Brand mergers: Four key things to consider
The third quarter of 2021 broke all merger & acquisition records globally. And the deal-making in 2022 dropped off by only 2% from its peak the previous year. But what happens after the event? Studies have shown that in as many as 60% of mergers, shareholder value is destroyed. (forbes.com)
And while there are many reasons for mergers failing, successful brand integration is one of the key – and often overlooked – determinates.
In this article, we’ve once again sought the insights of Merger & Acquisition financial expert – Stuart Fitzgerald, CEO of Fitzgerald Power. As we discuss four key aspects of branding to consider, to make your merger a success.
And get the best value from your brands post-deal.
A common issue is how late in the merger process it can be, before branding and brand integration can be considered.
Stuart explained why that can be.
“While from an outsider point of view, the name and logo are such massive things that people kind of assume their integration must be front and centre in all conversations.
When you are involved behind the scenes, the actual merger process is so much more technical. In reality, it is all the tangible and intangible elements that need to be valued and negotiated that are the key focus.
Decisions on how the brands will be integrated often has to be kicked down the line as one of the things that can be ironed out later. And often, it’s only after the deal is done, that people have the headspace to start thinking and strategizing about what to do.
Unfortunately, this can mean, brand integration issues arising quite late in the process. For that reason, I think there are huge advantages to thinking about it earlier in the process, if you can at all.
And one of the first thing I’d say to someone embarking on a journey of buying, selling or merging businesses is to start familiarising yourself with all the options now.”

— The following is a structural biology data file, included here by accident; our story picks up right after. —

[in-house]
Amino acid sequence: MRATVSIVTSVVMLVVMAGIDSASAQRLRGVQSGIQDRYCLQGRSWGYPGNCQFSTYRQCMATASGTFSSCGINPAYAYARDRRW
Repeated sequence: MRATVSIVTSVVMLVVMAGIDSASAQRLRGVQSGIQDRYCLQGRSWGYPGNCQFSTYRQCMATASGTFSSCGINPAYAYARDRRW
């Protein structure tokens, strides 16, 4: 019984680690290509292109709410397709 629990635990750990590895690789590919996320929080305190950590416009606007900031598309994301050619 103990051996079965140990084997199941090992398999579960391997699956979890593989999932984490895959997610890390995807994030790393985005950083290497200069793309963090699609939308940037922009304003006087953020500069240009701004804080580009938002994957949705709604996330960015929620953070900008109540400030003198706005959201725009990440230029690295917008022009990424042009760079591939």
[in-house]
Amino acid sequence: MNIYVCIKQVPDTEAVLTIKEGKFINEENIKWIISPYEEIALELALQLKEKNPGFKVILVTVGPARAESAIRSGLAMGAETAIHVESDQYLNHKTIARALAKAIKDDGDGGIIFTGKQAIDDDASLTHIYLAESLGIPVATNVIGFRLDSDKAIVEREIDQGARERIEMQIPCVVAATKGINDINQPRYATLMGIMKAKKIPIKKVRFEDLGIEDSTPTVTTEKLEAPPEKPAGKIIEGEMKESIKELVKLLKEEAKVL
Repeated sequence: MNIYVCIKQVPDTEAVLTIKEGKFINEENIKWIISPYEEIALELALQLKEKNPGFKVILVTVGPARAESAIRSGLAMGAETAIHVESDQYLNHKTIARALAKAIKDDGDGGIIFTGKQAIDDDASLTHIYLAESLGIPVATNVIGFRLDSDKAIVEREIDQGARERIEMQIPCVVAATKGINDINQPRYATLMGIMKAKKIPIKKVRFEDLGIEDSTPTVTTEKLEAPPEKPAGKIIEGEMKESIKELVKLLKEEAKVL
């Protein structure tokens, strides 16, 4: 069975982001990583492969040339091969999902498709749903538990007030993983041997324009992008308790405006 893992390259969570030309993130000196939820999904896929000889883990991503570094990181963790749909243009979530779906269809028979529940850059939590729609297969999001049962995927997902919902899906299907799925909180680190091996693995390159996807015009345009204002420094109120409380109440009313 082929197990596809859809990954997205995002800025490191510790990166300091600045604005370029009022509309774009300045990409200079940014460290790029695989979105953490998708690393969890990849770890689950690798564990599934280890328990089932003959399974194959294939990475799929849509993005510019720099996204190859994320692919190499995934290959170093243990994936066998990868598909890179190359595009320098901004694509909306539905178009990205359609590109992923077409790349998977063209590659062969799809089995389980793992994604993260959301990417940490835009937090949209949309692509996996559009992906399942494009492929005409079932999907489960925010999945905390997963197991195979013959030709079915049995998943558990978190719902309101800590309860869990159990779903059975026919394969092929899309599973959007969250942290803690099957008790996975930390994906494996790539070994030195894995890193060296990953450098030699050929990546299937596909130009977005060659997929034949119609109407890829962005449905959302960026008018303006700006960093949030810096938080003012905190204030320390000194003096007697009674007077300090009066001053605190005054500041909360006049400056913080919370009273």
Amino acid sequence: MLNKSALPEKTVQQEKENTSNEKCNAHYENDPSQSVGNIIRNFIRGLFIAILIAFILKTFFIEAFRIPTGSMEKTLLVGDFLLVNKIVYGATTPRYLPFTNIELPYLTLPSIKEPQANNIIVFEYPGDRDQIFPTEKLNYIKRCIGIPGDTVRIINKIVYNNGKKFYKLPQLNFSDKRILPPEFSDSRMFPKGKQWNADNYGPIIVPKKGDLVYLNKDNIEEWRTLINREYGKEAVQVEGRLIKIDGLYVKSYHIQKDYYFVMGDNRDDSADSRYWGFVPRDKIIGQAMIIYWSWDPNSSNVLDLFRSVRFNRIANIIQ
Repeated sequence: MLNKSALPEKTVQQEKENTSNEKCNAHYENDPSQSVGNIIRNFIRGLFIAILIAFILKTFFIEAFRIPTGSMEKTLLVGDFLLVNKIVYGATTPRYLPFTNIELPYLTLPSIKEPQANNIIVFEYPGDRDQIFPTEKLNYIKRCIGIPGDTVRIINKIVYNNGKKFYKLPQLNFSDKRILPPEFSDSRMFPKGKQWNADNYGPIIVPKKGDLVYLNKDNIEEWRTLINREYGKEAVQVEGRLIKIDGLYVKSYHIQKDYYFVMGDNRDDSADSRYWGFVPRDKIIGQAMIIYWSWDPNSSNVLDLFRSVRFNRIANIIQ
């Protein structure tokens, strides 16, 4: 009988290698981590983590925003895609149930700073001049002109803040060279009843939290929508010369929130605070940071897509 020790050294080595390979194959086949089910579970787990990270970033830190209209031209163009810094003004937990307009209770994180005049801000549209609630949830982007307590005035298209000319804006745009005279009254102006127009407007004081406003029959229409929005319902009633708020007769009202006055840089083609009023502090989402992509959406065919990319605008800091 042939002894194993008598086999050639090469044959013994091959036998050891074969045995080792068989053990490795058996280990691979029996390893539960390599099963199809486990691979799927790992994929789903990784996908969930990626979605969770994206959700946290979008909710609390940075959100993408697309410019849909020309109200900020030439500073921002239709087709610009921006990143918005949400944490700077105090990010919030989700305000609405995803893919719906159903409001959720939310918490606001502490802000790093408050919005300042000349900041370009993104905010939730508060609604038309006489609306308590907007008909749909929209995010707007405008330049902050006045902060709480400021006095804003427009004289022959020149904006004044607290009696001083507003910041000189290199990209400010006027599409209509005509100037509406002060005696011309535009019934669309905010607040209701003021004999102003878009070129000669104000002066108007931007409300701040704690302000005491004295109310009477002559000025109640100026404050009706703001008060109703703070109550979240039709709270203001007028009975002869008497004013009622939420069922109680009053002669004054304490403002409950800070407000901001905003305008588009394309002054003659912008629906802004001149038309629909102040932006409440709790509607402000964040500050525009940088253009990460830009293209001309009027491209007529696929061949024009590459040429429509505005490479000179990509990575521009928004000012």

When we are facilitating brand merger strategy workshops, this is where we start. By making sure all options are laid out, understood and put on the table for discussion and consideration.
There are four main strategy themes – back the stronger brand, blend the two brands, create a new brand and no change.
And within those core strategy themes, there are various variations and ways you can execute both the backing of the stronger brand or the blending of the two brands. This graphic from Bailey Brand Consulting, offers a fantastic overview of each option.
“The next thing is to really understand what the cost/benefit implications of your decision are.
Both brands – both reputations – have an intrinsic value. But there is a cost too, to maintaining two separate brands.
From my point of view, as the financial advisor, I want to see clients realise the maximum efficiencies they can without compromising or diluting that value.
And make sure that if the choice is made to run two separate brands, it’s done so for the right reasons – because it’s the right strategic decision to do so.”
From our point of view, at TOTEM, choosing to maintain two separate brands, is the right strategic decision, where both have completely different offerings with different target audiences.
But, in reality, we often see this option selected almost by default – where organisations haven’t had the time to properly consider alternatives, so they just leave them roll on as separate brands.